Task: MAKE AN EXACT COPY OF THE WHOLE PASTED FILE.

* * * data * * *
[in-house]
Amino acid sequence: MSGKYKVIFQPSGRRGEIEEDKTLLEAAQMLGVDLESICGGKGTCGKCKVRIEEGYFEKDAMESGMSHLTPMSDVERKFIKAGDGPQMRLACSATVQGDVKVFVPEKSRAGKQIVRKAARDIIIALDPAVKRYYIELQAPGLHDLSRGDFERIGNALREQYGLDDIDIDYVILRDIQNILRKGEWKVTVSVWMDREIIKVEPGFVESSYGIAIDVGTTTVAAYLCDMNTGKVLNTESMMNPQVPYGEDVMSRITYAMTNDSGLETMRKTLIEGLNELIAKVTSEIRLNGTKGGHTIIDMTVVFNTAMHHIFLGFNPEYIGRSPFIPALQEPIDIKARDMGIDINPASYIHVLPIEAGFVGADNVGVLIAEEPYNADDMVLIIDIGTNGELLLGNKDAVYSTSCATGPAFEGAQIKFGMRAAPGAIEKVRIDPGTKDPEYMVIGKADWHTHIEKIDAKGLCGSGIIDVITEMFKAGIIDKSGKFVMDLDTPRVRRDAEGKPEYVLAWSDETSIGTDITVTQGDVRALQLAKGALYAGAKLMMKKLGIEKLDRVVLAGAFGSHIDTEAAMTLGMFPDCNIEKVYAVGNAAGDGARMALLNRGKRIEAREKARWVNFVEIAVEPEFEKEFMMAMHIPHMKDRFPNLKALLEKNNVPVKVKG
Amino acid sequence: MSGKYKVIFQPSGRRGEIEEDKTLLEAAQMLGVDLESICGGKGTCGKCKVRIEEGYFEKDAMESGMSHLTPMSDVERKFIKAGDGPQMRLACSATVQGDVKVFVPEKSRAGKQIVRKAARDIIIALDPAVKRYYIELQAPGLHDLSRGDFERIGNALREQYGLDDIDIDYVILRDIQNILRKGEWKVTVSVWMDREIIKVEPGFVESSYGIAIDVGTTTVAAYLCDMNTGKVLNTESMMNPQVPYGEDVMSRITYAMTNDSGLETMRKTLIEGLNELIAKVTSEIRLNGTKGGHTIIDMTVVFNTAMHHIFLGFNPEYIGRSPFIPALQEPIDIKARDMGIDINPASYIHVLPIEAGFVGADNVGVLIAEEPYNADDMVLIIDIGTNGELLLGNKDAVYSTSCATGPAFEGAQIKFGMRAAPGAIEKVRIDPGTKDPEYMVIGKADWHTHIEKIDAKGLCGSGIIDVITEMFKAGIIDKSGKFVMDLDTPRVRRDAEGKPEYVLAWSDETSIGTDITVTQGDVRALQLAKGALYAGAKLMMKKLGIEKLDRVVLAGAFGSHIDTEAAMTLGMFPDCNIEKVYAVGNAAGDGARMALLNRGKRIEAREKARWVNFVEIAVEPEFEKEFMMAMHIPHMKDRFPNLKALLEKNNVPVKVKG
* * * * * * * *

[in-house]
Amino acid sequence: MSGKYKVIFQPSGRRGEIEEDKTLLEAAQMLGVDLESICGGKGTCGKCKVRIEEGYFEKDAMESGMSHLTPMSDVERKFIKAGDGPQMRLACSATVQGDVKVFVPEKSRAGKQIVRKAARDIIIALDPAVKRYYIELQAPGLHDLSRGDFERIGNALREQYGLDDIDIDYVILRDIQNILRKGEWKVTVSVWMDREIIKVEPGFVESSYGIAIDVGTTTVAAYLCDMNTGKVLNTESMMNPQVPYGEDVMSRITYAMTNDSGLETMRKTLIEGLNELIAKVTSEIRLNGTKGGHTIIDMTVVFNTAMHHIFLGFNPEYIGRSPFIPALQEPIDIKARDMGIDINPASYIHVLPIEAGFVGADNVGVLIAEEPYNADDMVLIIDIGTNGELLLGNKDAVYSTSCATGPAFEGAQIKFGMRAAPGAIEKVRIDPGTKDPEYMVIGKADWHTHIEKIDAKGLCGSGIIDVITEMFKAGIIDKSGKFVMDLDTPRVRRDAEGKPEYVLAWSDETSIGTDITVTQGDVRALQLAKGALYAGAKLMMKKLGIEKLDRVVLAGAFGSHIDTEAAMTLGMFPDCNIEKVYAVGNAAGDGARMALLNRGKRIEAREKARWVNFVEIAVEPEFEKEFMMAMHIPHMKDRFPNLKALLEKNNVPVKVKG
Amino acid sequence: MSGKYKVIFQPSGRRGEIEEDKTLLEAAQMLGVDLESICGGKGTCGKCKVRIEEGYFEKDAMESGMSHLTPMSDVERKFIKAGDGPQMRLACSATVQGDVKVFVPEKSRAGKQIVRKAARDIIIALDPAVKRYYIELQAPGLHDLSRGDFERIGNALREQYGLDDIDIDYVILRDIQNILRKGEWKVTVSVWMDREIIKVEPGFVESSYGIAIDVGTTTVAAYLCDMNTGKVLNTESMMNPQVPYGEDVMSRITYAMTNDSGLETMRKTLIEGLNELIAKVTSEIRLNGTKGGHTIIDMTVVFNTAMHHIFLGFNPEYIGRSPFIPALQEPIDIKARDMGIDINPASYIHVLPIEAGFVGADNVGVLIAEEPYNADDMVLIIDIGTNGELLLGNKDAVYSTSCATGPAFEGAQIKFGMRAAPGAIEKVRIDPGTKDPEYMVIGKADWHTHIEKIDAKGLCGSGIIDVITEMFKAGIIDKSGKFVMDLDTPRVRRDAEGKPEYVLAWSDETSIGTDITVTQGDVRALQLAKGALYAGAKLMMKKLGIEKLDRVVLAGAFGSHIDTEAAMTLGMFPDCNIEKVYAVGNAAGDGARMALLNRGKRIEAREKARWVNFVEIAVEPEFEKEFMMAMHIPHMKDRFPNLKALLEKNNVPVKVKG